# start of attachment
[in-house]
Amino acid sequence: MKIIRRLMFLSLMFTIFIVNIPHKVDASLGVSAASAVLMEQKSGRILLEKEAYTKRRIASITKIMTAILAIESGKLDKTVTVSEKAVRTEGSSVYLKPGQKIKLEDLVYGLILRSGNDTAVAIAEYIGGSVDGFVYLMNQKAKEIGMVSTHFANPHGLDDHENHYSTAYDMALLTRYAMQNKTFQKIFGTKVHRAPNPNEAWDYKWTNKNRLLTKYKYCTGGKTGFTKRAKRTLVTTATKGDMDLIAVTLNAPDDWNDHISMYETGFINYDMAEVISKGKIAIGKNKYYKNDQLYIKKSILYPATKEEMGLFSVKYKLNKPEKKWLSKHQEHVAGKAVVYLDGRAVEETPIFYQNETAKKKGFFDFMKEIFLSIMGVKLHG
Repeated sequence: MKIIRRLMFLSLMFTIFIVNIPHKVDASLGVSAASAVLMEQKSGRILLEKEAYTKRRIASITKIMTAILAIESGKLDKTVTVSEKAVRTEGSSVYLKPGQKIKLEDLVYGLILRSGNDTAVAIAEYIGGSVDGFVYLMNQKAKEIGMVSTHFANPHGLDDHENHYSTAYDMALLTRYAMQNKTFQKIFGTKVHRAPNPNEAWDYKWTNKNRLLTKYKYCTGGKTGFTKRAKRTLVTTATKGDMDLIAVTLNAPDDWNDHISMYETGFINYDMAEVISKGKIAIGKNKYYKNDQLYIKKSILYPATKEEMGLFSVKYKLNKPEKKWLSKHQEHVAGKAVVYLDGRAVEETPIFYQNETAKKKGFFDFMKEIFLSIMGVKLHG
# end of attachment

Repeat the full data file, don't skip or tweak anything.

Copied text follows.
[in-house]
Amino acid sequence: MKIIRRLMFLSLMFTIFIVNIPHKVDASLGVSAASAVLMEQKSGRILLEKEAYTKRRIASITKIMTAILAIESGKLDKTVTVSEKAVRTEGSSVYLKPGQKIKLEDLVYGLILRSGNDTAVAIAEYIGGSVDGFVYLMNQKAKEIGMVSTHFANPHGLDDHENHYSTAYDMALLTRYAMQNKTFQKIFGTKVHRAPNPNEAWDYKWTNKNRLLTKYKYCTGGKTGFTKRAKRTLVTTATKGDMDLIAVTLNAPDDWNDHISMYETGFINYDMAEVISKGKIAIGKNKYYKNDQLYIKKSILYPATKEEMGLFSVKYKLNKPEKKWLSKHQEHVAGKAVVYLDGRAVEETPIFYQNETAKKKGFFDFMKEIFLSIMGVKLHG
Repeated sequence: MKIIRRLMFLSLMFTIFIVNIPHKVDASLGVSAASAVLMEQKSGRILLEKEAYTKRRIASITKIMTAILAIESGKLDKTVTVSEKAVRTEGSSVYLKPGQKIKLEDLVYGLILRSGNDTAVAIAEYIGGSVDGFVYLMNQKAKEIGMVSTHFANPHGLDDHENHYSTAYDMALLTRYAMQNKTFQKIFGTKVHRAPNPNEAWDYKWTNKNRLLTKYKYCTGGKTGFTKRAKRTLVTTATKGDMDLIAVTLNAPDDWNDHISMYETGFINYDMAEVISKGKIAIGKNKYYKNDQLYIKKSILYPATKEEMGLFSVKYKLNKPEKKWLSKHQEHVAGKAVVYLDGRAVEETPIFYQNETAKKKGFFDFMKEIFLSIMGVKLHG